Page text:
In 1950 my sibs and I rode with Wylda Wilson because we lived on one of their farms that she and her husband DeRoy owned southeast of Giltner. She was my teacher but for the life of me, I can't remember the theme of the class but we did learn a lot of Bible verses.
Wylda's class met in the balcony of the church and the one memory which plagues me to this day is the smell of Wrigley's spearmint gum. Some girl was chewing it and the aroma kept wafting over to me. I must have had a queasy stomach because the smell about did me in. I don't remember the girl's name and I was too bashful to say anything.
Spearmint is still enough to keep me away
I covered my nose and held my breath to keep everything kosher, so to speak. You know what? To this day I can't stand the smell of spearmint gum. My mind heads back to that balcony and I regain that queasy feeling.
Another important part of my life at age 12 was the Giltner Bible Club. It was early 1950 when two Navy officers originally from Giltner came home to hold revival meetings at the Giltner Methodist Church. They were members of the Navigators, a Christian outreach group. If you know their names, please inform me. I think one was a Hayes??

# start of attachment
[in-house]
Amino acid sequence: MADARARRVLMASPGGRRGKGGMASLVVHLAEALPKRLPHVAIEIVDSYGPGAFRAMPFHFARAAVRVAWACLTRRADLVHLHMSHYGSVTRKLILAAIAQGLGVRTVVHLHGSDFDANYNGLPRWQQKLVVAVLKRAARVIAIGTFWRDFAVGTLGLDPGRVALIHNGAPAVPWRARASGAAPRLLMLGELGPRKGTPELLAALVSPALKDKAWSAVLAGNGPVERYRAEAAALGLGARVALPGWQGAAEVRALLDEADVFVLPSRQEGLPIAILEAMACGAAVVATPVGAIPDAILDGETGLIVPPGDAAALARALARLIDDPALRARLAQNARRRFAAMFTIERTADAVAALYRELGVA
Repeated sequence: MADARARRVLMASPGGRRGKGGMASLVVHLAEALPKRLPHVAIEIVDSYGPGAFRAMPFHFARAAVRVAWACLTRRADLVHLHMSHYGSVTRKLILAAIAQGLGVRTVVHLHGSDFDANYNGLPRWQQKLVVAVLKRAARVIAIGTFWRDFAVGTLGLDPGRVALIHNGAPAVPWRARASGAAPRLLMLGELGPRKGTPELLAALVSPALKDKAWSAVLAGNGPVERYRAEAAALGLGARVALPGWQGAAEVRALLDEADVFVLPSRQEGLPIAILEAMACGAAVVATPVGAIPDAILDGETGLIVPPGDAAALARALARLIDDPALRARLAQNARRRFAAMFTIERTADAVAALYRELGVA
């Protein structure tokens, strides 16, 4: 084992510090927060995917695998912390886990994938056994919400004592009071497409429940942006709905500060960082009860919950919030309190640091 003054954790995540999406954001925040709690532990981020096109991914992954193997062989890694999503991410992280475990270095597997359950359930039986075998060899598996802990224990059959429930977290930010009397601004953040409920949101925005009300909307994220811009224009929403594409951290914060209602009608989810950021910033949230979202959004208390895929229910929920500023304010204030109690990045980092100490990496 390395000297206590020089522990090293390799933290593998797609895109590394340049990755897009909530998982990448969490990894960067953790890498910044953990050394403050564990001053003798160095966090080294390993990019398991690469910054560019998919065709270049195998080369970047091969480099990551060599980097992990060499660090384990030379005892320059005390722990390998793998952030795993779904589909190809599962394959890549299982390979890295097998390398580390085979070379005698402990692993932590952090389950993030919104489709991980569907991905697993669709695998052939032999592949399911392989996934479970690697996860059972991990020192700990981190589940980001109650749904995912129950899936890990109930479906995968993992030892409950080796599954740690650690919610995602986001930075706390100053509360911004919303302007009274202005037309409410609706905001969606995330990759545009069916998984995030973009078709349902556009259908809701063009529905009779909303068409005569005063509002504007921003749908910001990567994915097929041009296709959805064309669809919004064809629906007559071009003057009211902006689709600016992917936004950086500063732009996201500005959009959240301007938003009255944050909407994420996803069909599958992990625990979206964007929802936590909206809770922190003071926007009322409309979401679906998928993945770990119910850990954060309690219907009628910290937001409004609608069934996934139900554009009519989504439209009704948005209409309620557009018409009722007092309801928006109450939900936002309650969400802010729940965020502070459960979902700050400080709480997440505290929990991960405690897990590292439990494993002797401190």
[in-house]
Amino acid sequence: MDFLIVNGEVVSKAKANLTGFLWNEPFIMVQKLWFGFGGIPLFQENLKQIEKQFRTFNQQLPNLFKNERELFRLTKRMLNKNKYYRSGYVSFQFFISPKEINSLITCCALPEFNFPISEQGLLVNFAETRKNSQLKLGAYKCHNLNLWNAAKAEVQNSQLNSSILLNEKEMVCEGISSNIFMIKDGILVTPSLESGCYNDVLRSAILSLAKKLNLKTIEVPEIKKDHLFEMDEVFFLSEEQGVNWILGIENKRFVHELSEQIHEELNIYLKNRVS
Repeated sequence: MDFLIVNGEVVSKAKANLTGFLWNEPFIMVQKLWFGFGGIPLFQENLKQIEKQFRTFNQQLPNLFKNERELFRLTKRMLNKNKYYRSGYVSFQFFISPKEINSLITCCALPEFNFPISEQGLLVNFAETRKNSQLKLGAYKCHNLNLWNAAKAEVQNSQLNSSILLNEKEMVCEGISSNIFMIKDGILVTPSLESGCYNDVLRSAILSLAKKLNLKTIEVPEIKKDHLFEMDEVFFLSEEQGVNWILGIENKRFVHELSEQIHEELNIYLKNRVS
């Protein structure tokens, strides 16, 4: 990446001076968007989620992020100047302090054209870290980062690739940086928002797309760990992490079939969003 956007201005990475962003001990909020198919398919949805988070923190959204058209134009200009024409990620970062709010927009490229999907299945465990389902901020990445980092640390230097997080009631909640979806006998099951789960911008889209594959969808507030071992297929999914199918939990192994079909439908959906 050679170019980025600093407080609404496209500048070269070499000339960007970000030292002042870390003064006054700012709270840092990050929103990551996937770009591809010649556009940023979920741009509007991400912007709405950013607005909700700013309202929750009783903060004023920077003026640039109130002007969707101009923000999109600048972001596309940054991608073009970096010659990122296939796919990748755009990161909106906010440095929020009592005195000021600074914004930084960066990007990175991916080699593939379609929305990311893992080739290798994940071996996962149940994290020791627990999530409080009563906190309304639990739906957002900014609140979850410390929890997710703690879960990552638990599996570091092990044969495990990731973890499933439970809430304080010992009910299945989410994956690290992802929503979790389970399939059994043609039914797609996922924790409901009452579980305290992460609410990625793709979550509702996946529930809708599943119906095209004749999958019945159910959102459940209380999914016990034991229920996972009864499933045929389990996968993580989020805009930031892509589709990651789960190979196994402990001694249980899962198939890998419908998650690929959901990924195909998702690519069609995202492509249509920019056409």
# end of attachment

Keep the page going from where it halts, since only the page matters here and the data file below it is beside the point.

The Giltner Bible Club was the result of the week-long church revival. The non-membership club involved 40-50 teens jamming into homes each Thursday night for a song fest, Bible study, and prayer time. Maurice Kremer was the leader for many years. Eventually, it seems that the original students graduated and left Giltner, but weren't replaced by others, so it finally dissolved after 4 years or so. But in the meantime, the Giltner Bible Club was the place to be on Thursday nights.
My father worked for DeRoy Wilson and we lived in the old Torgerson homestead in 1950. His son Don took my siblings Steve, Pauline, Alvin, and me to the meetings. Maurice was important to me because he was my spiritual father, meaning he lead me to accept Jesus as my savior for eternal salvation.
I'm sure there is much more that can be written about Prairie Gem, Pleasant View, or Giltner Bible Club. If someone has something to add to my recollection, please write.
I last attended Prairie Gem EUB in January 1956 when I left Aurora to enlist in the Marine Corps on February 7, 1956, at Fort Omaha. My dog tags had EUB stamped on them, so I had Prairie Gem hanging around my neck on a chain for three years - 24 hours a day.
I dedicate my memories of Prairie Gem to little Joanie Hunzeker - if she'll ever let me again hear her sing "No One Ever Cared for Me like Jesus." Life as a farm lad in the 1940s will then be worth the living again - even with Prairie Gem EUB Church a pile of memory dust since 1961.
©, 2012 : Rex L. Salmon - Exrayfish@cox.net